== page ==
What happened in 1917 and throughout the Great War in Texas and the United States? Local "Councils of Defense" compiled lists of their neighbors whom they suspected of disloyalty. Business rivalries and other subjective criteria often influenced these proceedings. Local enforcement varied. Bergfeld's name ended up on the "Alphabetical List of Subjects of the Teutonic Order." He had attracted suspicion not only because of his German heritage but because he opposed conscription and because he had been organizing farmers and workers. Other Americans had likewise organized labor and opposed conscription, including Quakers. Bergfeld had established a cooperative to help farmers sell their goods directly to consumers in hopes of cutting out the middleman. He had bought dynamite to help farmers blast wells to survive the drought. Prosecutors interpreted his possession of dynamite as evidence against him. Armed with the new Espionage Act of 1917, they could now criminalize free speech, including that of Bergfeld and the 51 others accused with him. The play is based on nearly 3,000 pages of their cases drawn from Department of Justice archives. The round-ups occurred far beyond rural Texas. Windle's grandmother says that 5,000 were arrested in New York alone on a single weekend during World War I on the basis of their German surnames.

Yet, it was a powerful Texas-duo serving on President Wilson's cabinet who crafted this most radical curtailment of First Amendment rights in US history thus far. Wilson's Attorney General, Thomas Watts Gregory—a UT law graduate and 8-year regent-- helped draft, lobby for, and enact the Espionage and Sedition Acts which compromised constitutional guarantees and caught Will Bergfeld in its net. The other leading Texan in Wilson's cabinet responsible for laws designed to punish civilian dissenters was, ironically, Postmaster General Albert S. Burleson, grandson of the Edward Burleson of Texas Republic fame. Certainly, dissenters of Will Bergfeld's humble stature faced powerful cadres. To help viewers appreciate the forces playing out during the trial, Will's play features a screen built around the audience to show actual photographs of World War I so as to immerse the audience in the battlefields and home front. Figuring foremost are the people who were born, reared, and died in Seguin, Texas.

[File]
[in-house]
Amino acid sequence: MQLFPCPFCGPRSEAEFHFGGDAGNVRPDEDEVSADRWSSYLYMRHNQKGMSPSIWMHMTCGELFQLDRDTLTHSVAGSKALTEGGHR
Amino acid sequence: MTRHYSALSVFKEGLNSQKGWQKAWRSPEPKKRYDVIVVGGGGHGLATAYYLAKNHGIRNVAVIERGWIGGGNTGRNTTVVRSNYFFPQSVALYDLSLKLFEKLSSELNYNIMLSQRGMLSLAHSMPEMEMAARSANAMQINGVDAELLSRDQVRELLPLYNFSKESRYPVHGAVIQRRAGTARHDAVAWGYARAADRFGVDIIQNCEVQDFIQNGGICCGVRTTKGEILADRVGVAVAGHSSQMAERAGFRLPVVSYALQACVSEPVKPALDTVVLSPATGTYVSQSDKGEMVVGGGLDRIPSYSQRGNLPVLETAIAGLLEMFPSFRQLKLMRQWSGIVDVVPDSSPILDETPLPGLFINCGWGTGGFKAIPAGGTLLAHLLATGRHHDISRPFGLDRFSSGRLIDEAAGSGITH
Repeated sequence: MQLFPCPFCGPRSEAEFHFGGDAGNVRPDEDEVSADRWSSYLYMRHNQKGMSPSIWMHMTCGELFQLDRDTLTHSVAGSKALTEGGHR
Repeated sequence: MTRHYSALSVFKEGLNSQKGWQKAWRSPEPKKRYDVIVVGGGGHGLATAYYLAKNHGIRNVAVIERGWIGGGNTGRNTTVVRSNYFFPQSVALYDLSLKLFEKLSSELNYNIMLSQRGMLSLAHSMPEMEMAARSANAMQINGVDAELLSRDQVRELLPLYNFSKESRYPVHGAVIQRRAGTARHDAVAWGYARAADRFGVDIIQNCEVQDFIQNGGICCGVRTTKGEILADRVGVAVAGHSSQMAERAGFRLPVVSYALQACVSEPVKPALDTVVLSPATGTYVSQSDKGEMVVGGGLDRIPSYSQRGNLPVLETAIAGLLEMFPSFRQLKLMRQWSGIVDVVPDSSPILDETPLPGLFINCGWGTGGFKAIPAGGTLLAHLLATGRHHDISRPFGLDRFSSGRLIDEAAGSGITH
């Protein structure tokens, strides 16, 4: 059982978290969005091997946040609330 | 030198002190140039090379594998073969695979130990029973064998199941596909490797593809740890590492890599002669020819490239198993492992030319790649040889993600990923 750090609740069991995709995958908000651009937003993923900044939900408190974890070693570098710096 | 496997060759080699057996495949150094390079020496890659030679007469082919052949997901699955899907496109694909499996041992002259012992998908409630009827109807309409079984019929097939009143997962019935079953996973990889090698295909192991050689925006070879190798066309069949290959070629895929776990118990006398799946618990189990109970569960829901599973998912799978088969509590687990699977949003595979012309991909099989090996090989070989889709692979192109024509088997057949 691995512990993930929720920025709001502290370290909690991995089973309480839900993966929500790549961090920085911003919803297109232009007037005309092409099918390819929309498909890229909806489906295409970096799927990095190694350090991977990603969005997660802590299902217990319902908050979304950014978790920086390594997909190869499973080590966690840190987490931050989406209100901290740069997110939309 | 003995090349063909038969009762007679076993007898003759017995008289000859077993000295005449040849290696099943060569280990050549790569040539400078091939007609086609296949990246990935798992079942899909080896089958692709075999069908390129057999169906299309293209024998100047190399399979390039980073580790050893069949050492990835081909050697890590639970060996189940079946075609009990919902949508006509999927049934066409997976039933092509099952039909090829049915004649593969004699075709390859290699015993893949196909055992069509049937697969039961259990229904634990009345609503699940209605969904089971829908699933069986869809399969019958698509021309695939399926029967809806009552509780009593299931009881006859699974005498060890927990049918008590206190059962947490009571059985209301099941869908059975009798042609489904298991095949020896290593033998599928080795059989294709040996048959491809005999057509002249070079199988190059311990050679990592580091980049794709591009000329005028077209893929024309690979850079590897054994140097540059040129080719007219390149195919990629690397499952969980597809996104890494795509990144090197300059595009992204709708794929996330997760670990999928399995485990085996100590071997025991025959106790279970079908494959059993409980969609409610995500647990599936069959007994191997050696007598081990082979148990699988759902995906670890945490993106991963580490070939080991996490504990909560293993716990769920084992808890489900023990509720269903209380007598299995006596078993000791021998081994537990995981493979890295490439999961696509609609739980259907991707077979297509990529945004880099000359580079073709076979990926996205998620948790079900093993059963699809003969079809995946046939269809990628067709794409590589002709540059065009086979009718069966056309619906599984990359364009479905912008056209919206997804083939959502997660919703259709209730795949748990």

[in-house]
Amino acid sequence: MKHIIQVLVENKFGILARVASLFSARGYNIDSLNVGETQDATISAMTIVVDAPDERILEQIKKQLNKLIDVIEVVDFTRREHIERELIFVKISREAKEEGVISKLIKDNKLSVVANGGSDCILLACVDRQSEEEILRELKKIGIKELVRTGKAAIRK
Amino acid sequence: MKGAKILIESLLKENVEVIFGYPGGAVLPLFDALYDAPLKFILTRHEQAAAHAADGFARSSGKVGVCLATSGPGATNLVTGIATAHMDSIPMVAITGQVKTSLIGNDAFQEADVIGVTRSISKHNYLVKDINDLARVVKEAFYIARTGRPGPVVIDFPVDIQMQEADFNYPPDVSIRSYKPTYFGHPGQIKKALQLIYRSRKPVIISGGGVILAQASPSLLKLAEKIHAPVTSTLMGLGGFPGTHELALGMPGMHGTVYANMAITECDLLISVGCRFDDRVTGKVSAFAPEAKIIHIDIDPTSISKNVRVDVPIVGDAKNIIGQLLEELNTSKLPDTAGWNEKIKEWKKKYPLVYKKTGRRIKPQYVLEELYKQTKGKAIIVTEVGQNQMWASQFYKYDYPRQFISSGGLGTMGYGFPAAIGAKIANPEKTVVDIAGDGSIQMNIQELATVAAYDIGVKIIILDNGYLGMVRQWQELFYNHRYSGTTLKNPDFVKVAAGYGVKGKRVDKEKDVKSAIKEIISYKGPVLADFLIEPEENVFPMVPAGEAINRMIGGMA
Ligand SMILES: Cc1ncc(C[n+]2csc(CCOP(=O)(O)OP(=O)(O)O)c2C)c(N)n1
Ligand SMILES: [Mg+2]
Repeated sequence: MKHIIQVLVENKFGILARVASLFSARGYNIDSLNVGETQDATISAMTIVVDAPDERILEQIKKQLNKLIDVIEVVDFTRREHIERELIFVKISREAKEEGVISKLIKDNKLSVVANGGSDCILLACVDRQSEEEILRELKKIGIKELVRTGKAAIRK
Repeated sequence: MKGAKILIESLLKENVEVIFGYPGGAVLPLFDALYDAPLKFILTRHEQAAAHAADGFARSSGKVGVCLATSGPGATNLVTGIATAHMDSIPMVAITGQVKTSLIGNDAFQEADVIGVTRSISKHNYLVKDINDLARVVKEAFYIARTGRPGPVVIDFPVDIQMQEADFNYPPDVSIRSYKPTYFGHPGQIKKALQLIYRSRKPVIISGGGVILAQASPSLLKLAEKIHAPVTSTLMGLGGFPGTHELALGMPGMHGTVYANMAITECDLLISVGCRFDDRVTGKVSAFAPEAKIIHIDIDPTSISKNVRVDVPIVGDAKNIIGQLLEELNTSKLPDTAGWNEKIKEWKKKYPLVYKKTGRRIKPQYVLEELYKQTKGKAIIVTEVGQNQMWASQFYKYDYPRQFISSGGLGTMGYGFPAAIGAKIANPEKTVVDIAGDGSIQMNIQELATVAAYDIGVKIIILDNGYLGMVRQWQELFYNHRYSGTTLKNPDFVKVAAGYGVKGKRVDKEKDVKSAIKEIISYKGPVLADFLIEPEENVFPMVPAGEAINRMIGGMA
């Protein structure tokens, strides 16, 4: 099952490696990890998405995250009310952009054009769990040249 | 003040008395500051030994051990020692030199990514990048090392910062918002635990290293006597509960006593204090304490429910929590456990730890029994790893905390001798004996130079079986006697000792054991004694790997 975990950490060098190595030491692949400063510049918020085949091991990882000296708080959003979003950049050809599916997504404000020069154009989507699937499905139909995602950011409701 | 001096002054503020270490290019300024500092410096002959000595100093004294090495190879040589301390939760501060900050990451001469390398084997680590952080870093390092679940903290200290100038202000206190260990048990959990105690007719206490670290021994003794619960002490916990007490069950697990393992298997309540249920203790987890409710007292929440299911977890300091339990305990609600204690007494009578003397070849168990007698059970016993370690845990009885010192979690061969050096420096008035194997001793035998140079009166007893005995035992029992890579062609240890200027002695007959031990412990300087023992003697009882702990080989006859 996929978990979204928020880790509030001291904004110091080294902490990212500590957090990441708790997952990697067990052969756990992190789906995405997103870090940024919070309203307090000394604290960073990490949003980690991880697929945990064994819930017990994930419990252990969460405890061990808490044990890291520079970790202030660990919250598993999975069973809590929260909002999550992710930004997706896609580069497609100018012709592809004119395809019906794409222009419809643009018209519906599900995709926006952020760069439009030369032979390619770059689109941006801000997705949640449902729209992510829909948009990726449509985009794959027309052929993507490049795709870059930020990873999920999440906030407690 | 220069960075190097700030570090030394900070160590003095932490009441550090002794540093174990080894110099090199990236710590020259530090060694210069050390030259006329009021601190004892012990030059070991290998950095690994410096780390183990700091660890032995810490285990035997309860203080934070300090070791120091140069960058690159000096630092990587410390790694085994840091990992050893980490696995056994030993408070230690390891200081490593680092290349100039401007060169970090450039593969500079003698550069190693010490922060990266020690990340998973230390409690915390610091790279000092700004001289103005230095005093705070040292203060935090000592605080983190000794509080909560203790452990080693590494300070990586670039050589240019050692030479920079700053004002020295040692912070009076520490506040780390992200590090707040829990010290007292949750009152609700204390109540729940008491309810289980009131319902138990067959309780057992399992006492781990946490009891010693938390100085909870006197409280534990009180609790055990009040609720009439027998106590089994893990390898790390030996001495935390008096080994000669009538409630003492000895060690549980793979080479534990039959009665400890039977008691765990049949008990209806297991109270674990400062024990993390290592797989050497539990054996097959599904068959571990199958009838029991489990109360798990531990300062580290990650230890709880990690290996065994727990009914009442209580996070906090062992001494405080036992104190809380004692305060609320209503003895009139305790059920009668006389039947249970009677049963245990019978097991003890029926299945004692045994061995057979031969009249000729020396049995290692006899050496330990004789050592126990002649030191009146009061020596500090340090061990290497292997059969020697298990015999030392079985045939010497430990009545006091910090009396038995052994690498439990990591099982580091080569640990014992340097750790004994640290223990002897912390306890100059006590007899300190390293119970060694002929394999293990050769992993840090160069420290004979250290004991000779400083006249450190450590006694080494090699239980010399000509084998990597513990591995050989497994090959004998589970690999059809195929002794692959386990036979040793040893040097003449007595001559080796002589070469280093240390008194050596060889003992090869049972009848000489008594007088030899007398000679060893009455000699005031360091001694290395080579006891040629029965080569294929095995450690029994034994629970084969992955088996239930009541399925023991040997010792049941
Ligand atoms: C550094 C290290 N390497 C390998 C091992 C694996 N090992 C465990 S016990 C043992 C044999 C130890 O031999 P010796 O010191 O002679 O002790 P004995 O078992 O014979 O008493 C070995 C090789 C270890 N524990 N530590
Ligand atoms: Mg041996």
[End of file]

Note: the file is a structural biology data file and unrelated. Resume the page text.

Will's play tells the story of Will's War. Thanks to the tight family ties linking Will Bergfeld to Will Windle, as well as the many friends--from the Appalachians to Los Angeles--who supported their storytelling, one family's story can reach public audiences, and we all can learn this complex history of Texas.

Teresa Van Hoy has found her place-in-the-world. It is right here in the heart of Texas, teaching history to students at St. Mary’s University and sharing their research far beyond the classroom. In fact, her students have appeared in a newspaper in France because they helped a village find the descendants of the American fighter pilot who crashed while on a mission to liberate them. The villagers had been honoring his memory for 70 years, hoping one day to return his green silk parachute to his family. Thanks to St. Mary’s Public History students, they did! For Prof. Van Hoy, the classroom works like a fulcrum—the point from which the world can be moved.